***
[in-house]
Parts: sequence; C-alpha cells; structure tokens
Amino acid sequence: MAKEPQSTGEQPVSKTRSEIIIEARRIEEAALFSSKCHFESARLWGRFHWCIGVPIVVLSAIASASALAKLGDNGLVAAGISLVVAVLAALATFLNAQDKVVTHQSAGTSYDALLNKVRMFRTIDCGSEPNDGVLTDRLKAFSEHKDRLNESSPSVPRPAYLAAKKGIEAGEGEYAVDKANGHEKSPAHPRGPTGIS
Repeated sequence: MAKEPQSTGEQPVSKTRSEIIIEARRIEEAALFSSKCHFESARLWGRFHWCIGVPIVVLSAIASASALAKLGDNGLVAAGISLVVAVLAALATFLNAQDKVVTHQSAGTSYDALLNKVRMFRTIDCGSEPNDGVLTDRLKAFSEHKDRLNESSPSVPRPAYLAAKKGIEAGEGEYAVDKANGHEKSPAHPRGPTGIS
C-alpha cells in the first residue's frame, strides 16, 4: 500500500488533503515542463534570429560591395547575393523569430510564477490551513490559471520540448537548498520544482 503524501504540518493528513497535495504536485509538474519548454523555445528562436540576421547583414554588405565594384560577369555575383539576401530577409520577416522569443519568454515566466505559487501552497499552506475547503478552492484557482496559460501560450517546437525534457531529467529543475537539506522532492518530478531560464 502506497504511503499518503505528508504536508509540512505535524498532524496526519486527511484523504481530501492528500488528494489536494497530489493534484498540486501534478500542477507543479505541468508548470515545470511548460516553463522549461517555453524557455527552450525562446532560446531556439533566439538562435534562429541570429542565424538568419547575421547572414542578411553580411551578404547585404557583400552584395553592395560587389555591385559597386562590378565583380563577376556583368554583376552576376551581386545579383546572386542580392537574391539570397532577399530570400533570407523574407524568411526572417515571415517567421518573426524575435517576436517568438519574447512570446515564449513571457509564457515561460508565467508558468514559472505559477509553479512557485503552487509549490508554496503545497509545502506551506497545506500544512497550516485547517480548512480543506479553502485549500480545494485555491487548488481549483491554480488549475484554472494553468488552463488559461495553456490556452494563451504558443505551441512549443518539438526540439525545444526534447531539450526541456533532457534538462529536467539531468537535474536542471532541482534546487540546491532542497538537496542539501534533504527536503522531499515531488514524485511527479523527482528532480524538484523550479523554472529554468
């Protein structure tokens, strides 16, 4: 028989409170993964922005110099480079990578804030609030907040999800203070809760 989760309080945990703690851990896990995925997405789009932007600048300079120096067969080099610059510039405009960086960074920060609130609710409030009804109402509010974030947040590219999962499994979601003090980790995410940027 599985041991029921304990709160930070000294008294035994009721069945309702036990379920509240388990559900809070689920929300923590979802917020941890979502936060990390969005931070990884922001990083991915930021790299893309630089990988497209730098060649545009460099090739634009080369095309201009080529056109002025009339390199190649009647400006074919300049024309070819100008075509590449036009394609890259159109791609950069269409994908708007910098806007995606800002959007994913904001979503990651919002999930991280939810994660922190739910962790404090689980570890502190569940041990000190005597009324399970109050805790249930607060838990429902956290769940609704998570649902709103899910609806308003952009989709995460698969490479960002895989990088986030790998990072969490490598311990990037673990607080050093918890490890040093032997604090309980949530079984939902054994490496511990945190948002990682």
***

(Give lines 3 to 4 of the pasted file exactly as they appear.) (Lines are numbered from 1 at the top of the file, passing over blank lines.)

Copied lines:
Amino acid sequence: MAKEPQSTGEQPVSKTRSEIIIEARRIEEAALFSSKCHFESARLWGRFHWCIGVPIVVLSAIASASALAKLGDNGLVAAGISLVVAVLAALATFLNAQDKVVTHQSAGTSYDALLNKVRMFRTIDCGSEPNDGVLTDRLKAFSEHKDRLNESSPSVPRPAYLAAKKGIEAGEGEYAVDKANGHEKSPAHPRGPTGIS
Repeated sequence: MAKEPQSTGEQPVSKTRSEIIIEARRIEEAALFSSKCHFESARLWGRFHWCIGVPIVVLSAIASASALAKLGDNGLVAAGISLVVAVLAALATFLNAQDKVVTHQSAGTSYDALLNKVRMFRTIDCGSEPNDGVLTDRLKAFSEHKDRLNESSPSVPRPAYLAAKKGIEAGEGEYAVDKANGHEKSPAHPRGPTGIS